Nonprofit snags $5.2M grant to investigate U.S. drug pricing

ICER President Steven Pearson

As drug costs continue to rise, payers and the public are calling for more transparency in how Big Pharma sets its prices for new meds. The benefits of the drugs do not outweigh their costs, some groups say, and more needs to be done to make sure companies are pricing accordingly. Now industry-watchers have a new ally, as a nonprofit nabbed $5.2 million in private funding to investigate drug pricing in the U.S.

Houston, TX-based research organization the Institute for Clinical and Economic Review (ICER) got a grant from the Laura and John Arnold Foundation (LJAF) to look at how new drugs are priced and evaluated. As part of the program, ICER will create public reports after a drug is approved by the FDA, including information on the drug's cost-effectiveness and how it might impact healthcare budgets. The organization will churn out 15 to 20 reports during the first two years of the initiative, and will release the first two reports in September 2015, ICER said in a statement.

The way ICER sees it, the public can't be too sure that it's getting the most bang for its buck with the high costs of new meds. Under the new initiative, the organization will be able to track how much a drug actually improves patients' lives and delivers value to the healthcare system.

"The United States spends more on health care than any other nation. Yet it does not produce the best results," LJAF Vice President of Venture Development Kelli Rhee said in a statement. "By expanding the use of evidence and evaluation, ICER will help develop a fairer, more effective system that will allow hospitals and medical centers to improve patient health while lowering costs."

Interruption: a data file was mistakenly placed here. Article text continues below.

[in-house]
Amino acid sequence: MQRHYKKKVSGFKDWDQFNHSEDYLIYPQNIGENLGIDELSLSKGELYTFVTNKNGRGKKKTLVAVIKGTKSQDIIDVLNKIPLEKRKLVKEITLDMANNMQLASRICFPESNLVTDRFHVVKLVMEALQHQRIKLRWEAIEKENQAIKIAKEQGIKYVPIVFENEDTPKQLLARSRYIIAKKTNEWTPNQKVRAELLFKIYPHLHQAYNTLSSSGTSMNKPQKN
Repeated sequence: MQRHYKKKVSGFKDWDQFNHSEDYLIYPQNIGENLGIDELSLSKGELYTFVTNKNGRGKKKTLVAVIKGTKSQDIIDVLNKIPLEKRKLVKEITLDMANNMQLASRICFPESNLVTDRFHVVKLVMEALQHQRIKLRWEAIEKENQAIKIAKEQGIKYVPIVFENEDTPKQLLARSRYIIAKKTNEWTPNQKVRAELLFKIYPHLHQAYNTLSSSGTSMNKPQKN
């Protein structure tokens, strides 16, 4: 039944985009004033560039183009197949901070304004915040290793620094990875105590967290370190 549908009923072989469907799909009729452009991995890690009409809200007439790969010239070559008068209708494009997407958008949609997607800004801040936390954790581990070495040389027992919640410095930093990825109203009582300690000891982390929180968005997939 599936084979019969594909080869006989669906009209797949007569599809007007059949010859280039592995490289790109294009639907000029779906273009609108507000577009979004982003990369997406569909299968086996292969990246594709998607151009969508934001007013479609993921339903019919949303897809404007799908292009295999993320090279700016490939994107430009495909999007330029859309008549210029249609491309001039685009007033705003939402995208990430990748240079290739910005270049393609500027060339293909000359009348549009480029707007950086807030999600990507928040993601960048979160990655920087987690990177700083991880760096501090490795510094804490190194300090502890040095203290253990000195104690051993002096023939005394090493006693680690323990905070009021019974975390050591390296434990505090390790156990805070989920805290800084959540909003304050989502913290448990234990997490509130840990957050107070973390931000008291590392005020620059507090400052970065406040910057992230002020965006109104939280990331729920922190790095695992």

ICER's first two reports will focus on PCSK9 meds and Novartis' ($NVS) recently-approved Entresto drug for heart failure. Sanofi ($SNY) and Regeneron's ($REGN) new cholesterol fighter Praluent and Amgen's ($AMGN) Repatha are expected to cost more than $8,000 per year, and almost 80% of participants in a recent InCrowd survey saw patient cost as a barrier to use.

Express Scripts CMO Steve Miller

And Novartis is already anticipating pricing pushback for Entresto, saying earlier this month that it would offer an outcomes-based plan for the drug to appease payers. But some are skeptical about the drugmaker's proposition, including Express Scripts ($ESRX) CMO Steve Miller, a vocal critic of Big Pharma's pricing.

But Miller has higher hopes for ICER's new initiative. ICER draws most of its funding from nonprofit organizations and hasn't used cash from manufacturers' for its drug reviews, The Wall Street Journal reports.

"ICER's new program will make a huge difference by providing what is sorely needed: an independent, trusted source of information about new drugs," Miller said in a statement. "I believe many payers and policy makers will find this information of critical importance as they evaluate the new drugs, and we look forward to using it to help us improve the ability of patients to get access to new, innovative drugs at a price the system can afford."

- read ICER's statement (PDF)
- here's more about the program
- get the WSJ story (sub. req.)

Special Reports: Top 10 most expensive drugs of 2013 | Top 10 best-selling cancer drugs of 2013 | The most influential people in biopharma - Steve Miller, Express Scripts